"He took my hand and looked me in the face and said, 'We have stood in line for many things, but we're not going to stand in line to get our baby," she said. "I thought how precious that was to me."

The Reisdorf found another doctor, and Mark was born.

"I think coming through the war years brought about an appreciation of things and life," she said.

Both raised in New Jersey, Betty and Ernest Dentzau met during high school.

"The first thing I looked at was how tall he was," she said. "I always liked tall boys."

The attraction was mutual.

"We took an immediate liking to each other," she said.

After going out a few times, Dentzau became away of Ernest's attentiveness.

"He would have his arm around me," she said. "He took care of me."

The couple would often take walks together. One day, after Dentzau had graduated from school, they were out walking and came upon a jewelry store. Inside, they saw a ring and marriage came up.

"We didn't really have any money, so he bought the ring on time," she said. "It was paid for by Christmas and so that's when we got engaged."

The engagement worried Dentzau's mother because she and Ernest were young. Dentzau quickly explained to her mother that she should not worry because they were not getting married right away.

"But four months later, I got married," she laughed.

The couple said their vows on April 26, 1953, in North Arlington, N.J.

"He told me after we were married that when we started going together that he told his friend that he was going to marry me," Dentzau said. "He made up his mind right away."

"I only knew that I like him and hoped that one day we would get married," she said.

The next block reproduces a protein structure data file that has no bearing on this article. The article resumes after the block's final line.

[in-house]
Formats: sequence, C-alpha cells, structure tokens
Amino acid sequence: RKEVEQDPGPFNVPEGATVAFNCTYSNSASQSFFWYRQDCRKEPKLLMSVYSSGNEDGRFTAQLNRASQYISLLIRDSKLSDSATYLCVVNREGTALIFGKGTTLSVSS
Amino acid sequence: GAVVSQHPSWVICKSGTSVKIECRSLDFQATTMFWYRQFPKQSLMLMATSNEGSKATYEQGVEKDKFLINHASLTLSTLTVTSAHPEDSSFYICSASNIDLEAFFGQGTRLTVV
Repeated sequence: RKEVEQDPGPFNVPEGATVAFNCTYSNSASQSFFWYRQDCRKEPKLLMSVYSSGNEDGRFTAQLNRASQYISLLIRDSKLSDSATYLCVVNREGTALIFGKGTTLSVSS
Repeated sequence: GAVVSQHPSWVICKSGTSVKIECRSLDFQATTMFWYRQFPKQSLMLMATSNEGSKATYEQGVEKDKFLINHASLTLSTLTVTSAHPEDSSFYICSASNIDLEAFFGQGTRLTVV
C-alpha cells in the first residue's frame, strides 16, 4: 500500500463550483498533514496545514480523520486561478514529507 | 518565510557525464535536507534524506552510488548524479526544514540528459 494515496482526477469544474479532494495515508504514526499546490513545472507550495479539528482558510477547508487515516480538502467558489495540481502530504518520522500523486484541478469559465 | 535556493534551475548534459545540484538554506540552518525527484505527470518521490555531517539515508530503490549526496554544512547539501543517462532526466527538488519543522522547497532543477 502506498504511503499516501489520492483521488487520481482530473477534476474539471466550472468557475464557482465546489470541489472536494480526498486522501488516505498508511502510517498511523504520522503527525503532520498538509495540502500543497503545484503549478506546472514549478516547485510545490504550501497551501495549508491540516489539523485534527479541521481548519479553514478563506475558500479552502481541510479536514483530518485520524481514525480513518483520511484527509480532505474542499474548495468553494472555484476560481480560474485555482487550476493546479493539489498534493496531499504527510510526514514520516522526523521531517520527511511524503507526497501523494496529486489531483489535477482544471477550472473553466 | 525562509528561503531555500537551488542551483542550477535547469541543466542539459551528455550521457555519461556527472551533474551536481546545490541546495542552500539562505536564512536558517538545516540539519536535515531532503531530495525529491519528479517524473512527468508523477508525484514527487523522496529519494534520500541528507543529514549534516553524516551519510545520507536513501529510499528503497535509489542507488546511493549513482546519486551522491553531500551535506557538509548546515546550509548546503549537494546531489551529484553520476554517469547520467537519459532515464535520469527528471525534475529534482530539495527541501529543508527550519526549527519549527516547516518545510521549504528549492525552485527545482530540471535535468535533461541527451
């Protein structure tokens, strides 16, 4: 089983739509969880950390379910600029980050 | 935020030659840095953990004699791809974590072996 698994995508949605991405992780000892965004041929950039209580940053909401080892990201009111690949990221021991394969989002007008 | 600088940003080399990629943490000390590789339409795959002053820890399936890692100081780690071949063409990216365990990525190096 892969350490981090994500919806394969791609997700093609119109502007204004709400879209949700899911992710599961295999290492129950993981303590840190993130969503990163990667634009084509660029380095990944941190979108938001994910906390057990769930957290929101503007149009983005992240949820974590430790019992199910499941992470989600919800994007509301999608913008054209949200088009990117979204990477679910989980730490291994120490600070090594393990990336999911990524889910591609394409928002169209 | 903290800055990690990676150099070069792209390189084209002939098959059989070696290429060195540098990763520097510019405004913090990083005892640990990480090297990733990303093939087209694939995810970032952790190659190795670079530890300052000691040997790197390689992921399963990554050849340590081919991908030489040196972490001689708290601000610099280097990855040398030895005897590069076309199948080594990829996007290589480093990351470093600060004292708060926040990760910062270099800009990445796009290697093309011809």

After six years of marriage, their family grew with the birth of Michael, followed by Jeffrey two years later. The now grandparents of two lived in New Jersey for about 45 years before moving to the Cape.

Dentzau pointed to her whole life when asked about a special moment in her and Ernest's life.

"I think God every day that I've had the life I've had with him," she said.

As for advice on achieving a long marriage, each of the women offered up a few tips.

"We just have from the beginning had a great respect for each other," Reisdorf said. "These days a lot of couples have to prove their love, but from the beginning we have never had to prove our love."

She added that Corky's thoughtful gestures over the years also have not hurt. For instance, he always has a flower at the breakfast table for her, even if it means sneaking one from the neighbor's yard.

"I've really appreciated that. A lot of people, as they grow old, that diminishes," Reisdorf said.

"He has always been a hero, and he's treated me like a queen," she said.

Supporting each other and solving problems together also is key.

"We've all had our problems through the years, but you work through them," Dentzau said. "The advice that I would have it you need to talk, you need to discuss things, and you can't have any secrets."

Any big purchases or plans are not set in stone without a discussion.

"To this day, we do not do anything unless we talk it over with each other first," she said. "I think that's important - the communication between two people."

Being the peanut butter to your partner's jelly also does not hurt.

"I think we complement each other," Dentzau said. "I was always extremely outgoing, and he was just the opposite. He just kind of sat back and let me do my thing."

And, maintaining a sense of independence was something all three woman touched on.

"Bill traveled, so he was gone at least a week out of every month. That probably kept us together," Pranger said. "We had space between us - I think everybody needs their own space."

For them, that always meant one vacation spent together and one separate.

"I think the secret to a marriage is having your own space," she said. "To be willing to let one person go her way and another person go his way and still be together."

Not holding onto fights also does not hurt.

"Things will smooth themselves out," Pranger said.